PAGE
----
By LEANDRA ROLLE
Tribune Staff Reporter
IMMIGRATION and Labour Minister Keith Bell said yesterday that the government is hoping to repatriate over 900 Haitian migrants who recently entered the country illegally by the end of this week.
According to Mr Bell, plans are already underway to facilitate repatriation exercises to Haiti.
However, before the group is returned home, he said certain logistical issues must be addressed as transport resources are currently limited.
“We anticipate repatriating 916 back to Haiti by the end of the week,” Mr Bell told reporters. “Now that is very aggressive and that depends on whether we get the cooperation of the United States of America in terms of providing us with a carrier and that is contingent upon whether we are able to take one or two planes out of the fleet of Bahamasair to repatriate.
“That is contingent upon whether we are able to get the cooperation of the Haitian government to repatriate and, of course, we know that in the past, they turn around very, very quickly in terms of accepting their residents back.”
Since Wednesday, more than 900 Haitian immigrants have been apprehended by the Royal Bahamas Defence Force along with other local officials after being spotted in Bahamian waters.
Of this group, a total of 221 Haitian nationals were apprehended on Thursday, 86 on Friday, another 50 on Saturday and 144 on Sunday for a total of 501 – the majority of whom are now in Inagua.
In another incident on Sunday, officials apprehended 415 migrants in the Ragged Island chain after its vessel was spotted partially submerged off Flamingo Cay by local fishermen.
“The Haitian vessel had sank and the HMBS Knowles is currently deployed down there along with a number of other personnel from the Defence Force, the Royal Bahamas Police Force, the Ministry of Health and other state agencies,” Mr Bell said of the incident yesterday. “They are currently conducting health checks of these individuals and they’re supplying them with water and food and housing. Those individuals will likely be brought to the capital.”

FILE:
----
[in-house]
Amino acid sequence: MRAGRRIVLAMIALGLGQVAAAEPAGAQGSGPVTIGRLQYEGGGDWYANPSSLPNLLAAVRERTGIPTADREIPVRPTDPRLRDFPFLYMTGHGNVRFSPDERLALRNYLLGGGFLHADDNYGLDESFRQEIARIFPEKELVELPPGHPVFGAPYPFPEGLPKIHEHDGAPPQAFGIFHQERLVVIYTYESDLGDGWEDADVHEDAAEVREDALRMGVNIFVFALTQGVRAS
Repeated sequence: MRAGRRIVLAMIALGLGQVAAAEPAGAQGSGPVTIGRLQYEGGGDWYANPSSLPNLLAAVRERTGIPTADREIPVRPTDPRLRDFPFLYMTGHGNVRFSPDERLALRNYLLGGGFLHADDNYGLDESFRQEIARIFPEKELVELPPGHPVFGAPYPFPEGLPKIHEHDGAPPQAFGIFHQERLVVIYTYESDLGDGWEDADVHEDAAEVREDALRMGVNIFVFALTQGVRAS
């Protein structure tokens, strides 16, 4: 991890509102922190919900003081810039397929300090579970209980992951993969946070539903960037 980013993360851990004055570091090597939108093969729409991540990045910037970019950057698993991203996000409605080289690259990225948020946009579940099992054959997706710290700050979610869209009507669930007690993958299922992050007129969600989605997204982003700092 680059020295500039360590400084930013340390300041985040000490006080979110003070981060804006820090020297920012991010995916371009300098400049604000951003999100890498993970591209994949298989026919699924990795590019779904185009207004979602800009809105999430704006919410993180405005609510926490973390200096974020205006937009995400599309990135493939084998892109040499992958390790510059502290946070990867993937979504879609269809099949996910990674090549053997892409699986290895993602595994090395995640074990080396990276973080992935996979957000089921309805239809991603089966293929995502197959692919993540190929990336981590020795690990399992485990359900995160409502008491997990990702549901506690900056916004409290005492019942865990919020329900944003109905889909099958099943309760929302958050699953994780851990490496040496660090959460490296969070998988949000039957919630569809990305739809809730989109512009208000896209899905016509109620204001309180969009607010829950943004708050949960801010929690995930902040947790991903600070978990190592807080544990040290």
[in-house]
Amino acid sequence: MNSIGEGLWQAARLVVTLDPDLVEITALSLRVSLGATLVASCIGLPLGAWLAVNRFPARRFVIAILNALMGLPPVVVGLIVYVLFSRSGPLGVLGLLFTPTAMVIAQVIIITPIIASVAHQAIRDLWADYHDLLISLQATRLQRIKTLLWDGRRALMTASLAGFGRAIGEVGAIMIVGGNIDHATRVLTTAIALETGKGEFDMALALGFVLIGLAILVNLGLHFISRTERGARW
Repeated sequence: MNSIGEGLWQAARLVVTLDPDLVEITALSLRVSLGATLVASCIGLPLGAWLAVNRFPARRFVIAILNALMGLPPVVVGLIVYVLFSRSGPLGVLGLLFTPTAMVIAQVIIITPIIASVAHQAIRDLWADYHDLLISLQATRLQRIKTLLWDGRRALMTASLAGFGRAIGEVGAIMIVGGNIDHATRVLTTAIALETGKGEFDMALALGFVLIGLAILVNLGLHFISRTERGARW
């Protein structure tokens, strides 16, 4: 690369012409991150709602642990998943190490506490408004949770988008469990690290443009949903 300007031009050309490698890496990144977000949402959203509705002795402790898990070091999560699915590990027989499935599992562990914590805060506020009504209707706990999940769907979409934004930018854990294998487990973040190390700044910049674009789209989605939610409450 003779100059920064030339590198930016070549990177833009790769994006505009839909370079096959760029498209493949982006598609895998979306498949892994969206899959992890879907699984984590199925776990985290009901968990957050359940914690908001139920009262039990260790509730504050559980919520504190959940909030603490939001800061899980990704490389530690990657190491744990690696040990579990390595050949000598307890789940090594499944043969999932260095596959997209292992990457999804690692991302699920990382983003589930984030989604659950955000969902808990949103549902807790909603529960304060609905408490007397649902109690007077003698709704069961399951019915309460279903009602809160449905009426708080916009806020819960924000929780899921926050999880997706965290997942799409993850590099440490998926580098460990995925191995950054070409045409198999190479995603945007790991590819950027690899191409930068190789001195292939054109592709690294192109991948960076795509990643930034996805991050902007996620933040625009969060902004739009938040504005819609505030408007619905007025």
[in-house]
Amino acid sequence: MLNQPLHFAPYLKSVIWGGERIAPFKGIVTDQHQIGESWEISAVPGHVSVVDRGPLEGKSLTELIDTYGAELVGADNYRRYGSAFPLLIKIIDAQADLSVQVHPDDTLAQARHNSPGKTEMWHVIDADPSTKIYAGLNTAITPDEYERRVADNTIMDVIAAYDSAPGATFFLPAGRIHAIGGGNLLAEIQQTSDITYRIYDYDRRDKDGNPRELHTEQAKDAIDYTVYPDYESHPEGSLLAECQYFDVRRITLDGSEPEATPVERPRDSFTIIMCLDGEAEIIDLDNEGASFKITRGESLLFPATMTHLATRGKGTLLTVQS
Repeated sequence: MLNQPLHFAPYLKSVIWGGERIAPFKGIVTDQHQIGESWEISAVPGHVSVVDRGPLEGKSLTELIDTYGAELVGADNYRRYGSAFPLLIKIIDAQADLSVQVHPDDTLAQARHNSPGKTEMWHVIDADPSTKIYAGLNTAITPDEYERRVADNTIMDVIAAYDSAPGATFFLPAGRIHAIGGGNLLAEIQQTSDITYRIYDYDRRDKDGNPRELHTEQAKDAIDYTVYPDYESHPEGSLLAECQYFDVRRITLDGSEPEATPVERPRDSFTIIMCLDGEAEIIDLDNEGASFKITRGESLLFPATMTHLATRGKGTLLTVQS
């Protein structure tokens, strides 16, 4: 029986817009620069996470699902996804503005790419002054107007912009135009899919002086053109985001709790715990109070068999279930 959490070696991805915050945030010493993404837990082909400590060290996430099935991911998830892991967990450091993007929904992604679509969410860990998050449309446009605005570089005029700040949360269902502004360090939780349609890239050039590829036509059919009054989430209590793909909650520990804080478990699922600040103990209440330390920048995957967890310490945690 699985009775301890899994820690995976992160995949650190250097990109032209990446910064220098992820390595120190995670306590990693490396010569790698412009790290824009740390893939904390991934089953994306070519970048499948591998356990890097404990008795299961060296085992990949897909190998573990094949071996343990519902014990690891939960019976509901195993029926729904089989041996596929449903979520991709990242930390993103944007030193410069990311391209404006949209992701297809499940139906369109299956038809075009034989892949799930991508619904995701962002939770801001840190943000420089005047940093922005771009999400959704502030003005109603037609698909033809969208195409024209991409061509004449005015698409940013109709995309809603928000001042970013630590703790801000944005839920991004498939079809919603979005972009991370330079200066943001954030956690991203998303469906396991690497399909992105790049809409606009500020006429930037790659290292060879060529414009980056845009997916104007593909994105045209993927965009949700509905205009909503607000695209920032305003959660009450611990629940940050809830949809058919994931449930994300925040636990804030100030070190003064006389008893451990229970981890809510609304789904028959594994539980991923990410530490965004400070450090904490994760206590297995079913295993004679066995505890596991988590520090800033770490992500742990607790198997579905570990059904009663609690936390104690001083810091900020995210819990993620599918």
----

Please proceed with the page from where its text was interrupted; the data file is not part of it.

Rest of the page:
As it relates to those migrants in Inagua, Mr Bell said those individuals were expected to be charged yesterday and added officials anticipate they will be repatriated as early as Wednesday.
Their illegal travel to The Bahamas comes as civil unrest and political turmoil continues to mount in Haiti following a devastating earthquake and the assassination of former Haitian President Jovenel Moise in July.
Neighbouring countries such as the US have also seen mass migration from Haiti in recent weeks.
On Sunday, Foreign Affairs and Public Service Minister Fred Mitchell warned that a “humanitarian crisis” could possibly result in Inagua if the situation is not addressed in a timely manner.
Yesterday, Mr Bell agreed it was important for the government to act as quickly as possible, noting that more Haitians could arrive in the country soon, compounding the already precarious situation.
“There (are) a total of 501 migrants now in Inagua,” he said. “There (are) 415, and the numbers may change, that is on Flamingo Cay and that’s a total of 916 migrants that we have in custody. They are being kept and that adds to the number of ladies and gentlemen at our Detention Centre. There is, I think, just over a 100 or so there now.
“As you also know, the repatriation exercises (are) an ongoing process. That hasn’t stopped and because of the numbers, we’re ensuring that we get them out as quickly as possible. “What we intend to do is to also reach out to our US counterparts to see whether or not, we can ask one of their carriers to take all of the persons back from Inagua to Haiti in one trip, but again as I indicated, I can’t speak definitely on that as yet but we are also pursuing that angle,” the immigration minister added.
Asked how long the government can keep the group detained, Mr Bell said: “We can detain them indefinitely, but we don’t intend to do that. We have to get them back home and we intend to use all of our resources and our channels through diplomatic resources to make sure that happens as quickly as possible.”
He further noted that various tests have been conducted on migrants for the detection of COVID-19 and other diseases but said none of the results so far have created any cause for concern.
“There is among the group, we know that there was some dehydration and one or two other aspects that we’re dealing with what is usually the case when they come across on these long voyages with these crammed vessels and they’re coming from parts of Haiti but we have not come across any case to date that warrants extreme concern that there is COVID among them,” he said.
Yesterday, Mr Bell said the government is committed to ensuring migrants are treated in a humane manner.
It is not clear, however, how much housing accommodations and repatriation exercises, etc, will cost the government.
“I cannot give you a figure, but the longer we keep them here the more it will cost the government so we are doing everything we can,” he said when asked about the issue.